Silent parks. Designing for disabilities. Human-powered data. Garbage anthropology. World-class footpaths. Floating favelas. Paint as infrastructure. These are the keys to the cities of the future, according to the most recent TED conference, City 2.0.
Last year, for the first time, the TED Prize went to an idea — the future of the city — and a million dollars was divvied up among 10 grantees all over the world. Last week was the first-ever TED City 2.0 conference, featuring several of those grantees plus many other urban leaders discussing their ideas for the future of the city.
In many ways it was a typical TED event: There were 24 speakers broken into four clusters, each loosely organised around a theme. The speakers came from incredibly diverse backgrounds, and additionally, over 130 groups around the world livestreamed the conference as part of their own TEDxCity2.0 events, which made it feel like a truly global conversation. (You can watch the entire day of talks online or read the liveblog.)
But what struck me as I sat in the audience was how many of the ideas were so simple. These were big ideas, yes, but they centred around the most elemental concepts, each attempting not to dramatically transform the way we live, but to encourage more human interaction between us. Here are seven of the brightest urban futures I saw at TED City 2.0.
As more humans crowd our cities, the idea of quiet will be a commodity, posited musician and artist Jason Sweeney. His project, Stereopublic: Crowdsourcing the Quiet, helps citizens to find quiet, contemplative places in their cities. By downloading his app, you can map a quiet space, record audio, and request compositions from artists to illustrate these silent places. One can imagine volume-mandated public spaces offering respite from our busy lives.
Designing for disabilities
One of the most powerful presentations came from Chris Downey, an architect who lost his sight. From crosswalks to signage, our cities need to be designed for people of all abilities, not only for the people we traditionally think of as disabled, but also for children and the elderly — which is especially important as we live longer and urban populations age. I especially loved Downey’s closing sentiment: We all have disabilities, some of us just haven’t discovered them yet.
Code for America is well-known for recruiting designers and developers to solve urban problems with brilliant tech solutions. But in Honolulu the biggest challenge was the city’s own website — hundreds of pages featuring the typical bureaucratic wall of text. Developers created Honolulu Answers, one of the most fascinating projects discussed by Code for America’s Catherine Bracy, a separate portal which could easily and plainly answer the site’s most frequent requests. However, since the site had to generate real answers for basic city questions, someone had to write them — so Honolulu held a “write-a-thon” where local citizens could author and edit the questions. The data was actually populated by real people, who even got credit for the answers they wrote.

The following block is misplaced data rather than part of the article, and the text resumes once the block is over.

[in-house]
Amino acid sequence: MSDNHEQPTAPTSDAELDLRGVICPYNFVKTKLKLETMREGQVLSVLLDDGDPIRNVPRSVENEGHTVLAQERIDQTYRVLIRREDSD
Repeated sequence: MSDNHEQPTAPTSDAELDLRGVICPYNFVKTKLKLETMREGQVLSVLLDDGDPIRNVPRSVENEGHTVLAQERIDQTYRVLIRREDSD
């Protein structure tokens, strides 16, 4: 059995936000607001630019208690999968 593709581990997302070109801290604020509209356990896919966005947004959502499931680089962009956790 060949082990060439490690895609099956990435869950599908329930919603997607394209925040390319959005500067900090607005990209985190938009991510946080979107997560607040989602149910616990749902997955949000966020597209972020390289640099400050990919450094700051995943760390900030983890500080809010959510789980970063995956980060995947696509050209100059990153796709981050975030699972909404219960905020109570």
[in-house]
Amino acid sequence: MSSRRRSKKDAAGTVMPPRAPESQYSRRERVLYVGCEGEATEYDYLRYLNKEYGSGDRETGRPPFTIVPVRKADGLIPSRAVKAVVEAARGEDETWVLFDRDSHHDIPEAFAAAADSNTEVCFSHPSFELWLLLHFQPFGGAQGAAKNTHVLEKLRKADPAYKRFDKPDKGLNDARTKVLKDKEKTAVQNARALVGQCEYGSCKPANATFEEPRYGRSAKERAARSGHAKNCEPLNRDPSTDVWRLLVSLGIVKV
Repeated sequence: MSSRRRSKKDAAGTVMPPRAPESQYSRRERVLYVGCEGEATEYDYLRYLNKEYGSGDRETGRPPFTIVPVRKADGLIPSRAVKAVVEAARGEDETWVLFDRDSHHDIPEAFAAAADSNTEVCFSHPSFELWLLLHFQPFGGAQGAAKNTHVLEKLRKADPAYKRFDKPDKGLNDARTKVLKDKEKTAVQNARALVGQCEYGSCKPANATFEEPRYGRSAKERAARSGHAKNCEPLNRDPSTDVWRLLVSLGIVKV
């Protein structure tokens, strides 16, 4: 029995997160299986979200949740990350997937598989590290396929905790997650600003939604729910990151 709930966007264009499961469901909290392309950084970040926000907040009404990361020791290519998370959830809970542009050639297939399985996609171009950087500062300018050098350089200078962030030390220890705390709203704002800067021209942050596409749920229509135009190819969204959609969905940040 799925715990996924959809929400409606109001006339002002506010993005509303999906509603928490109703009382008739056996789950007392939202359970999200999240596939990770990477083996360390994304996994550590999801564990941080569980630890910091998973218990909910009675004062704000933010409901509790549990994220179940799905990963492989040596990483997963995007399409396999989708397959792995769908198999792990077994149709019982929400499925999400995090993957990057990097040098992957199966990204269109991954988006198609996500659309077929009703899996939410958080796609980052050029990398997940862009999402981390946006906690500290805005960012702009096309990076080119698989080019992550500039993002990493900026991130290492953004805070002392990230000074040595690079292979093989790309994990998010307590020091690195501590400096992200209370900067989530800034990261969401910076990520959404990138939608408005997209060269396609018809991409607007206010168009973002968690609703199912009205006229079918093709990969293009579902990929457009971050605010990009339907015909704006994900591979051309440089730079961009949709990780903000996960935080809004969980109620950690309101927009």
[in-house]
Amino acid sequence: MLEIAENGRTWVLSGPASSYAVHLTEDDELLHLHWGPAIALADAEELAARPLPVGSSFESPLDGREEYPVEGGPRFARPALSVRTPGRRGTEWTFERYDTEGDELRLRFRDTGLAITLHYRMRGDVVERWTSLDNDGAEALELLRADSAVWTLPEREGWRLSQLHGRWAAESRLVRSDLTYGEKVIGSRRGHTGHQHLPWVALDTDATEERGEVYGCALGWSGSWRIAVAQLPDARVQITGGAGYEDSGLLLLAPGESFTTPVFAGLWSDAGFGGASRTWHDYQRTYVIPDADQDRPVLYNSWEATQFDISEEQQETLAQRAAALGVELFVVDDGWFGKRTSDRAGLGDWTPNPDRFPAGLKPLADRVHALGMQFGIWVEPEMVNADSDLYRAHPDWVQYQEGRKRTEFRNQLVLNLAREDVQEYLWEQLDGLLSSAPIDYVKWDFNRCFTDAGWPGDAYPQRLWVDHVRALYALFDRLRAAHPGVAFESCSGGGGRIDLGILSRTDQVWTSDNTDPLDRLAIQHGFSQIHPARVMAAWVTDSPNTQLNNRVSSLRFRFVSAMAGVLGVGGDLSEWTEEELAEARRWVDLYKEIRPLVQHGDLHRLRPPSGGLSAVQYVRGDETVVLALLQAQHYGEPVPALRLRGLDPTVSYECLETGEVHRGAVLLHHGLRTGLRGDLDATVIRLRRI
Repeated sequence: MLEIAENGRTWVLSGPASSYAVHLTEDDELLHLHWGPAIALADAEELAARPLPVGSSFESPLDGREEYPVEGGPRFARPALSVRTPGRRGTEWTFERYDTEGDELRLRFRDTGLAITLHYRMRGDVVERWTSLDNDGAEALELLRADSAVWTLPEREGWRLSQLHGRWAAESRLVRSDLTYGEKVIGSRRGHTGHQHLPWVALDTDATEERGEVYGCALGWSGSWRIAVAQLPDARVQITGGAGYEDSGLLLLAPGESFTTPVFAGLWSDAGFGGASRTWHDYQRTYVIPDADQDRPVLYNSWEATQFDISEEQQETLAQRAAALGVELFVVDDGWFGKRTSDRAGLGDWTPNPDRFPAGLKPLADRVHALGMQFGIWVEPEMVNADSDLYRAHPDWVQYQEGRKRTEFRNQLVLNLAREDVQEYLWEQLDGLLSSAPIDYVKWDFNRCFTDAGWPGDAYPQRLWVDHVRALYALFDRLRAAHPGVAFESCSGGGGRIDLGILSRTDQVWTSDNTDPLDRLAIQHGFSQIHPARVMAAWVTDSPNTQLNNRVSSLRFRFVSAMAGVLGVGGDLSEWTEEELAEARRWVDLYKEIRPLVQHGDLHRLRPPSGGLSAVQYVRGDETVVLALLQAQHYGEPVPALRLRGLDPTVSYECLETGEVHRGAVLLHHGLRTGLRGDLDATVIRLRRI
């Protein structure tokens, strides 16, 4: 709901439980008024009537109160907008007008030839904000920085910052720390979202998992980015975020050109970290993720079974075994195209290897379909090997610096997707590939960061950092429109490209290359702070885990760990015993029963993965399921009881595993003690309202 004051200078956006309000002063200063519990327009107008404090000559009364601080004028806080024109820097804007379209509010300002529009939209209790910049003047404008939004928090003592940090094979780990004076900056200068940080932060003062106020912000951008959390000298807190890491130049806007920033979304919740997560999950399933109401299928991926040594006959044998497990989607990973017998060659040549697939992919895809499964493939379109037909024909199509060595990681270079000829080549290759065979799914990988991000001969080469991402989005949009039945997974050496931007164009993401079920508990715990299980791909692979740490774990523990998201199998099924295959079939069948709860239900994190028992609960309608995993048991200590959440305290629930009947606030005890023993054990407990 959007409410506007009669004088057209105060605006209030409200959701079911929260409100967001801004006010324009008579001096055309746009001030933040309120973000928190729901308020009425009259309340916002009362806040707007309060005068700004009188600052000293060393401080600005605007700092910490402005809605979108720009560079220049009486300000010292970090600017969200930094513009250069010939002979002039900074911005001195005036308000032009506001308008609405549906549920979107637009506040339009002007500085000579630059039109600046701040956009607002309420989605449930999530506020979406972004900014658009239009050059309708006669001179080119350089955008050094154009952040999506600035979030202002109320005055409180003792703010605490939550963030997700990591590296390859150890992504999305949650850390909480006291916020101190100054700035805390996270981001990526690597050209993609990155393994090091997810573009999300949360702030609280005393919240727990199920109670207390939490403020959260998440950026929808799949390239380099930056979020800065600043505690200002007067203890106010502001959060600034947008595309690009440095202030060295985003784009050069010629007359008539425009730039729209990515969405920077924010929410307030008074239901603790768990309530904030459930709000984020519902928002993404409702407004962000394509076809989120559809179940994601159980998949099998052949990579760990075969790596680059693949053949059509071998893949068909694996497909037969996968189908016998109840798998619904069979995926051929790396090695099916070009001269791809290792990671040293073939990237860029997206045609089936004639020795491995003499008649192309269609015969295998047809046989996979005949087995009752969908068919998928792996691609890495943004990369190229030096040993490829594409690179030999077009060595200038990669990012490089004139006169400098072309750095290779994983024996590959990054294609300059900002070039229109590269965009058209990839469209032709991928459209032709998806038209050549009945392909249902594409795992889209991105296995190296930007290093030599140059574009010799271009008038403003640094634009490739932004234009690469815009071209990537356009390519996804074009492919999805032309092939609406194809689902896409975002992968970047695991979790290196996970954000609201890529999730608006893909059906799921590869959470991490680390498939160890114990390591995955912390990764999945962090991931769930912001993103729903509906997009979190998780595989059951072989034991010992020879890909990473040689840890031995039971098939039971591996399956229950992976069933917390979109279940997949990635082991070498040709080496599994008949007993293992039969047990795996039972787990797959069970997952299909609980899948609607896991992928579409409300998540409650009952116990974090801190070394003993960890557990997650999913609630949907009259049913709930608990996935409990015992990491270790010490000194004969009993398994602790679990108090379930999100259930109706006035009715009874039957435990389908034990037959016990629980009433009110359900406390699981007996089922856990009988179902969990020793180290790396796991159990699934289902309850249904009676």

In her book Picking Up: On the Street and Behind the Trucks with the Sanitation Workers of New York City, Robin Nagle gives incredible insight into the hulking yet invisible systems that clear our curbs daily. As the anthropologist-in-residence for the city’s Department of Sanitation, she looks at not only what we discard, but where it actually goes. Nagle strives to give a face to those sanitation workers who have some of the most dangerous jobs in the city yet are not seen as civic heroes like firefighters or policemen. We spend so much time wringing our hands about consumerism but very little time examining the culture of waste it produces. Every city needs a garbage anthropologist to help us remember what happens when we throw it all away.
Many of the event’s speakers focused on transportation, but the most powerful points came from walkability expert Jeff Speck and former Bogotá mayor Enrique Peñalosa. Both spoke of a radical idea — to make pedestrians the true first-class citizens in our cities for both financial and social reasons. Peñalosa showed an exceptionally powerful image of a new bike and pedestrian path in Bogotá alongside a road for cars: The cyclists and walkers were given a pristine ribbon of pavement, while the cars were forced to rumble along on a dirt road. What an easy way to encourage people to walk.
We see photos of slums in distant cities and think of them as urban exceptions. In reality, these slums are the norm — statistically, these sprawling, high-density conurbations are where most of the world’s population lives. But the limited resources of these communities are also what inspire some of the most striking examples of design innovation and material reuse, like the Makoko Floating School in the lagoon of Lagos, Nigeria. Photographer Iwan Baan normally flies around the world photographing shiny new buildings, but his images of the floating school suggest that this structure and other marginalised social spaces are not only photogenic, they are worthy of our global attention. Hopefully designers, architects and planners are looking at these new solutions for living.
Paint as infrastructure
New York City transportation commissioner Janette Sadik-Khan spoke about the dramatic transformations happening on the city’s streets, parks and plazas. These changes have not only aesthetically improved the city but brought booming business and increased revenues to local merchants. In most cases, the changes take place on the streets themselves, with little more than a few cans of paint to delineate where the cars and bikes and buses should go. Cities spend so much time and money carving out public spaces — it turns out all most cities really need is a little green paint.